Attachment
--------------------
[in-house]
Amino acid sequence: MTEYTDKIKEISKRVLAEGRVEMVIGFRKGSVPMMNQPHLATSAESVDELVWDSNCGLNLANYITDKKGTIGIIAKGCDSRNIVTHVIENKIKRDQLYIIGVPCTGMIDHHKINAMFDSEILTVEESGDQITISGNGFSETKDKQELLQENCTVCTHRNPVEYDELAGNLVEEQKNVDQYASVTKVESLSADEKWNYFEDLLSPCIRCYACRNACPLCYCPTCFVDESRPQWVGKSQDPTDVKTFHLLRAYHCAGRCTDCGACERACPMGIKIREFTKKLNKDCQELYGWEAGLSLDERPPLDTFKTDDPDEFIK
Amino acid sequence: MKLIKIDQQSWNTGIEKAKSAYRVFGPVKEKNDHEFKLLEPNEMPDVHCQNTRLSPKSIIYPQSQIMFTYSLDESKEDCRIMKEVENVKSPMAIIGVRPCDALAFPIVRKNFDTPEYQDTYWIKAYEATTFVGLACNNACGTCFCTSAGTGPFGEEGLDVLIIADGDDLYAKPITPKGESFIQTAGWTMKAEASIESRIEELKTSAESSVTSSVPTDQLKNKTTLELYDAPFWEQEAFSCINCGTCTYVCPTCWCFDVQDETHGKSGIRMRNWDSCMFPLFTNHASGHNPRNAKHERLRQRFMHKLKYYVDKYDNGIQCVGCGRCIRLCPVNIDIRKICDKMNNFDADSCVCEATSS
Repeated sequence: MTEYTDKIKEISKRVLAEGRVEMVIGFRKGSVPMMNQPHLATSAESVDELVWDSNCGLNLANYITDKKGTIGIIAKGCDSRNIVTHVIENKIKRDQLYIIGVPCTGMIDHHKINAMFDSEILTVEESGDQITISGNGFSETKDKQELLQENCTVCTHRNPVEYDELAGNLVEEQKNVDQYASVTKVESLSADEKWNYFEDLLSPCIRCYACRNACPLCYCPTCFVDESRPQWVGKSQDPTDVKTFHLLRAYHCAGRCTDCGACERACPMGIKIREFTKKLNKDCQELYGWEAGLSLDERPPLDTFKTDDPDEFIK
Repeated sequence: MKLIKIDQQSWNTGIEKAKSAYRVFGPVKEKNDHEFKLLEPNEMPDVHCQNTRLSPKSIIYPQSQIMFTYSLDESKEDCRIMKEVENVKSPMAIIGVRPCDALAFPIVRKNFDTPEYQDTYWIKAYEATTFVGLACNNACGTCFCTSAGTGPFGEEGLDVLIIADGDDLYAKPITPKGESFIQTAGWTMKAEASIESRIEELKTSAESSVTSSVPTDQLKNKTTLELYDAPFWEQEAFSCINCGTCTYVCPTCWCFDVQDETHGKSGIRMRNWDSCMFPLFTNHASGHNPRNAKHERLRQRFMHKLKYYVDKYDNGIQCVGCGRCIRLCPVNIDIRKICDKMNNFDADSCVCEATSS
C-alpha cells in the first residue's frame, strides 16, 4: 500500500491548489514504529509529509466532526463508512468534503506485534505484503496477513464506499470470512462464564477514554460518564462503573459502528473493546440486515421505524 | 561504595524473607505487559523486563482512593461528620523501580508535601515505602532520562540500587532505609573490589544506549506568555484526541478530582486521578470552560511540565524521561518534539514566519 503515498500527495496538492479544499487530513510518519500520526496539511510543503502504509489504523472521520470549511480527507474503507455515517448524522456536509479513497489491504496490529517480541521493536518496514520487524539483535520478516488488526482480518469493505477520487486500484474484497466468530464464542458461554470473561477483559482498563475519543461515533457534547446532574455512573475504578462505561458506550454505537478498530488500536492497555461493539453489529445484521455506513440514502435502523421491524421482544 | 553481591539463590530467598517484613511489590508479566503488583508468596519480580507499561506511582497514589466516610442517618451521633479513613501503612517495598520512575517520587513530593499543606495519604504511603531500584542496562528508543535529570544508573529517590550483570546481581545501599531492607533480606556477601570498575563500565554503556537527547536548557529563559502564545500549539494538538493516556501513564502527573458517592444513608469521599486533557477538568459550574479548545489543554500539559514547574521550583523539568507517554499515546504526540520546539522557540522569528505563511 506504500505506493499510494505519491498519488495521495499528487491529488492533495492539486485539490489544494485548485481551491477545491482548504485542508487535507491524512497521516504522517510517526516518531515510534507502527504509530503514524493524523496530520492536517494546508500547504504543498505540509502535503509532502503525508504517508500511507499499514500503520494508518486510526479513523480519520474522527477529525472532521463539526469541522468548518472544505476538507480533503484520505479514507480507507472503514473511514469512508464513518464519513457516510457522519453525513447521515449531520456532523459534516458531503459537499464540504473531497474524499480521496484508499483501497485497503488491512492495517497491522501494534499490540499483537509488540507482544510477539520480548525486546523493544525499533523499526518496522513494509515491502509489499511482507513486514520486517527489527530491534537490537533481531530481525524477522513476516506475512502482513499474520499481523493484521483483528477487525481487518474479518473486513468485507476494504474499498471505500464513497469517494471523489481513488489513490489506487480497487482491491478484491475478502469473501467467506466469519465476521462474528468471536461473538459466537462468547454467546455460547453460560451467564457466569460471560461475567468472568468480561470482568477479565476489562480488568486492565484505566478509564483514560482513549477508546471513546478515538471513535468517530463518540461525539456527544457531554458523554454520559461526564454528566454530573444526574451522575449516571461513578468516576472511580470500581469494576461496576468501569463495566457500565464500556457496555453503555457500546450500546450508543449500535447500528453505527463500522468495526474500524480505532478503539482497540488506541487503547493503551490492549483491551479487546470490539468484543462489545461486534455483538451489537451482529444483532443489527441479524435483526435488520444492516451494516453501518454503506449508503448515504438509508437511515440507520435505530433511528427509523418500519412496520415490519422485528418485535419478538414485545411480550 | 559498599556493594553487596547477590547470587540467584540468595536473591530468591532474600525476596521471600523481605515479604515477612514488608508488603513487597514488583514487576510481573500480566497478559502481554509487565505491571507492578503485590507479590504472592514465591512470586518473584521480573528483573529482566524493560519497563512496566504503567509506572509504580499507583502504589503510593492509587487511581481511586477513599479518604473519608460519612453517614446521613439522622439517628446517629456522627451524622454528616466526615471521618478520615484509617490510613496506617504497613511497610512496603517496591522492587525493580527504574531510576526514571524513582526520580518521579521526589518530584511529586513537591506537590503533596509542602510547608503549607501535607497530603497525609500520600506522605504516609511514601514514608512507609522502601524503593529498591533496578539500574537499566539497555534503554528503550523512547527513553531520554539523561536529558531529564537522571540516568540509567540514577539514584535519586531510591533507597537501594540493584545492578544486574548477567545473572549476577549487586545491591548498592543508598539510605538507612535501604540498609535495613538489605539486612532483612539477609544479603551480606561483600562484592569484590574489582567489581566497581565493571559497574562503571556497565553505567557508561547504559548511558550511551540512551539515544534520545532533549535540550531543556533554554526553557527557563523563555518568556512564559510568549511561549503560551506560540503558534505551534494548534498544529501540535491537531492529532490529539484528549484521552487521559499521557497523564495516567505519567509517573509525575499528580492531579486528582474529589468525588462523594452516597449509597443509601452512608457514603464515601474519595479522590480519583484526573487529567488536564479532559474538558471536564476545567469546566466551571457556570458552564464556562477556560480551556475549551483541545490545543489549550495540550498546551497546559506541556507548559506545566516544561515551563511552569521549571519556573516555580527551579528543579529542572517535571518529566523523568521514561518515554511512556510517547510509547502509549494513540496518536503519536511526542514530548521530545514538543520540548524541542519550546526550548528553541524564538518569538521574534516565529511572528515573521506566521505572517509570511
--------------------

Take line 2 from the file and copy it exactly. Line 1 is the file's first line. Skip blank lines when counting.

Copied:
Amino acid sequence: MTEYTDKIKEISKRVLAEGRVEMVIGFRKGSVPMMNQPHLATSAESVDELVWDSNCGLNLANYITDKKGTIGIIAKGCDSRNIVTHVIENKIKRDQLYIIGVPCTGMIDHHKINAMFDSEILTVEESGDQITISGNGFSETKDKQELLQENCTVCTHRNPVEYDELAGNLVEEQKNVDQYASVTKVESLSADEKWNYFEDLLSPCIRCYACRNACPLCYCPTCFVDESRPQWVGKSQDPTDVKTFHLLRAYHCAGRCTDCGACERACPMGIKIREFTKKLNKDCQELYGWEAGLSLDERPPLDTFKTDDPDEFIK